The last piece of the air ASW triad is the MH-60R/S. These new SeaHawk helicopters will be responsible for maintaining air coverage in close proximity to the HVU or Sea Base. They will be the defensive rapid reaction force the Sea Combat Commander (SCC) has at his disposal to engage submarines. They are the only remaining organic CSG air ASW platform and it is critical that \he program remain on timeline and fully funded. If not there is a risk that future CSGs will lack the defensive air ASW coverage necessary adequately to protect itself. Improved radar and acoustic systems on both helicopters should increase detection ranges and shorten prosecution timelines, enabling the sec to prosecute a higher number of targets simultaneously.
Surface combatants and their embarked ASW capable helicopters will provide defensive ASW coverage for the HVU. The surface ASW community is recovering after many years of neglect. New destroyers have the ability to embark helicopter detachments, permanently increasing their ASW reach and mitigating somewhat the loss of their passive towed array sonar system. The Littoral Combat Ship (LCS), although not finalized, is being designed with an ASW module, including the ability to launch and recover UUVs. CG(X) and DD(X) will also incorporate improved acoustic ASW sensor suites and automatic periscope detection systems as they enter the Fleet in the next decade. These ships and ASW upgrades and retrofits must be funded in numbers sufficient to meet the expanding threat.
An area still under investigation by the surface community is the use of active sonar as a search sensor when water conditions are conducive. High ambient noise in the littoral regions of the world can limit the capability of passive sonar sensors. Using active sonar may increase detection ranges over what is available passively due to the water environment. Advances in acoustic planning tools allow the SCC optimatly to place all available ASW units in the water column, maximizing the efficiency of those sensors, increasing detection opportunities, and reducing the probability of counter-detection. The use of SURTASS ships in passive and active roles is increasing. All of the ships have been moved to the P ACOM AOR. The challenge with SURT ASS is integrating the information they provide into the current operational network. The goal is to enable tactical decision making based upon SURT ASS generated contact reporting.
ASW has not received the focus it deserved in the last decade. ASW is a slow, time consuming, asset intensive warfare area. The training required to maintain proficiency is lengthy and perishable. To the untrained observer, ASW can be extremely boring. However, the most likely threat to the vision of Sea Power 21 is the diesel submarine. To meet this challenge the Navy must change the way it views and conducts ASW. The organizational model for the conduct of ASW at the theater level is outdated and ineffective. The historical areas of responsibility for a CSG Commander are too large for effective management. The number of combatants deploying in a Strike group has been reduced significantly, which limits the Commanders flexibility. Timesharing of combatants between the SCC and the Air Warfare Commander (A WC) is increasing, and at times there are not enough combatants to meet all the CSG’s requirements.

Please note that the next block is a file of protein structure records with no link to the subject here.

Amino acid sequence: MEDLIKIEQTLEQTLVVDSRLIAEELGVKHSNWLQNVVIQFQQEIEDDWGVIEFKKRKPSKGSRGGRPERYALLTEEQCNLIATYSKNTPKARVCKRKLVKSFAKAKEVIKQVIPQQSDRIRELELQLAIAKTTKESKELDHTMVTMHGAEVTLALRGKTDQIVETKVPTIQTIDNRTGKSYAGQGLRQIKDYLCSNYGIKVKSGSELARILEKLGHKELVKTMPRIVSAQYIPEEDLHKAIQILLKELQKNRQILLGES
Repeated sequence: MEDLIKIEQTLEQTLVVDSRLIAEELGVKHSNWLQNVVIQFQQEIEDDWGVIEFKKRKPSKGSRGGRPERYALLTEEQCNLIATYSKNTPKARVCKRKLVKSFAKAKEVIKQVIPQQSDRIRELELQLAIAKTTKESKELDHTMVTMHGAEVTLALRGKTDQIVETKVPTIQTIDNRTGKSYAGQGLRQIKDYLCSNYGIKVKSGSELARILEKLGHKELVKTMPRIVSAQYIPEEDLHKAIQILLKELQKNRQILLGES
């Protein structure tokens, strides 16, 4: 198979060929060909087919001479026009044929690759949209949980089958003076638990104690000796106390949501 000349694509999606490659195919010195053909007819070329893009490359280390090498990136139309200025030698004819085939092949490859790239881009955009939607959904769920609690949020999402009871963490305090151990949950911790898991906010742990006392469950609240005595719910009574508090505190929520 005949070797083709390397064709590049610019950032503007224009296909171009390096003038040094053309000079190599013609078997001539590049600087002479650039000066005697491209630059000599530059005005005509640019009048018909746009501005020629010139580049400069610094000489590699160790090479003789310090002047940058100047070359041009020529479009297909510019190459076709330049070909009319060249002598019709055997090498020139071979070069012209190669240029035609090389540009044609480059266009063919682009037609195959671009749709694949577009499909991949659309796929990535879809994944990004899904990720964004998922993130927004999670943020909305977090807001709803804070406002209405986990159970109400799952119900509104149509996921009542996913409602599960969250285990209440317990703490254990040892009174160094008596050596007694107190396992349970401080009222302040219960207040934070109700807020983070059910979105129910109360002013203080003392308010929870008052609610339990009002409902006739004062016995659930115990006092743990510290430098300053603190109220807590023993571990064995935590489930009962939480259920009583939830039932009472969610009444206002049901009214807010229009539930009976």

Today, theater ASW organizations exist but they do not have the resources or doctrine required to manage a complex multi-contact ASW problem. Standing Task Force Commanders for ASW exist in s•h, 61h, and 7th Fleet AORs; however, they are not focused on managing tactical interactions. Doing so would allow for the resumption of direction, control, and coordination of ASW units outside of the CSG’s area of influence. Close coordination between the SCC and the Theater ASW Commander (T ASWC) will be critical for successful contact prosecution and asset protection. In this new alignment, the sec would be responsible for defensive ASW within a bubble centered on the HVU; everything outside this bubble would be the TASWC responsibility. ForceNet will enable this shift of ASW responsibility and control to the theater level commander.
In the future, US adversaries will attempt to disrupt naval operations through the use of asymmetrical weapons. The diesel submarine is simultaneously the most dangerous and most likely weapon to be used in that role. Its stealth and flexibility in the littoral regions of the world give the opposing commander a variety of employment options against joint forces flowing in by sea. It is crucial that the Navy rediscover its ASW ancestry and prepare now to meet and overcome challenges to US Sea Superiority created by diesel submarines. Many would argue that “our quiet submarines with superior sensors are the best resource to counter the threat posed by the growing number of quiet diesel submarines being employ by regional powers.”14 Simple math indicates that the US Navy will not have the number of submarines required to meet the challenge alone. Success, instead, requires a return to diesel ASW basics, increased intelligence gathering on potential hostile subma-rine forces, ASW force structure realignment and modernization, the construction of a fused ASW network which maximizes the efficiency and reach of every contributing platform whether they be air, surface, or submerged, the incorporation of UA V /UUV s into ASW, and doctrinal changes to organize and manage ASW assets effectively from the theater to the tactical levels of war. Change is never quick or easy, especially when the choices are complex, involving people and billions of dollars, but decisions must be made. Lastly, they must be based upon what is best for the security of the United States, not what is best for a specific warfare community Fleet commander, congressional district, or even the United States Navy.